Shruti Parthasarathy is a dancer from Middleton, Wisconsin. She practices Bharatanatyam, an Indian classical dance form that originated in southern India thousands of years ago. It tells mythological tales of gods and goddesses through movement and music.
A traditional Bharatanatyam performance is a two-hour solo recital called a margam. “Stamina is very key,” Parthasarathy says, “Two-hour solo recitals require a ton of stamina.”
Parthasarathy trains weekly with Bharatanatyam guru Medha Hari. There’s one catch. Hari lives in Chennai, India. The two communicate online using Skype video conferencing on their computers. “My teacher and I, and I think everyone else, was very skeptical about Skype,” Parthasarathy says, “It’s such a physical thing. It’s very hard to do over a screen.”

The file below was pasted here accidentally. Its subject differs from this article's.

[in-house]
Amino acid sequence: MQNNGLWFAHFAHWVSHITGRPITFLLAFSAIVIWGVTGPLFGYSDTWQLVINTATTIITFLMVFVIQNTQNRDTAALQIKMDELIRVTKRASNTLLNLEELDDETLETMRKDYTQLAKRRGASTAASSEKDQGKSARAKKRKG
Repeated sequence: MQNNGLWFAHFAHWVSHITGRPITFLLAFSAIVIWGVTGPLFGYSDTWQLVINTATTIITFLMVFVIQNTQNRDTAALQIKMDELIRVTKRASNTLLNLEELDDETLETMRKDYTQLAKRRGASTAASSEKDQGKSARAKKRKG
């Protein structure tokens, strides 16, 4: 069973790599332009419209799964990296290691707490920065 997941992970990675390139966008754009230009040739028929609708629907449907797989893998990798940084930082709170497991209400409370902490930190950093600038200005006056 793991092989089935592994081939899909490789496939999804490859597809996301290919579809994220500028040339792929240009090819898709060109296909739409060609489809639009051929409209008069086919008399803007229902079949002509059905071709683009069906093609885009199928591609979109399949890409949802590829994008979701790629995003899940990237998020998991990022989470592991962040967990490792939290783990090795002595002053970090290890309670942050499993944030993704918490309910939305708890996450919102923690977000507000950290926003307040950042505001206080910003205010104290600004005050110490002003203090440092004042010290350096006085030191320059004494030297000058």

Despite their initial skepticism and the large time difference, the two have learned to make it work. “The bond we have makes it very easy for us to connect,” Parthasarathy says, “I wouldn’t trade it for anything.”
As a middle-schooler, Parthasarathy was frequently stressed out. She would go to her basement and dance. “All those things that I’ve done while dancing actually helped me relieve my stress.” She’s turned that realization into a way to help others. She founded the “Calm with Kalaa” initiative, where she teaches Bharatanatyam techniques to both children and adults in schools around the Madison area. “From our facial expressions to our toes; every single part of our body is being used constantly, so it is a very good workout. Apart from the physical benefits, it gives you a mental calmness in your mind,” says Parthasarathy.
The initiative has taken off, and Parthasarathy is proud of the impact it’s had. “I felt like it was a personal responsibility for me to give back to the community,” Parthasarathy said, “I think what makes me really come back to it every day, apart from it’s just my passion, is that it’s my personal identity that I would never want to lose for anything.”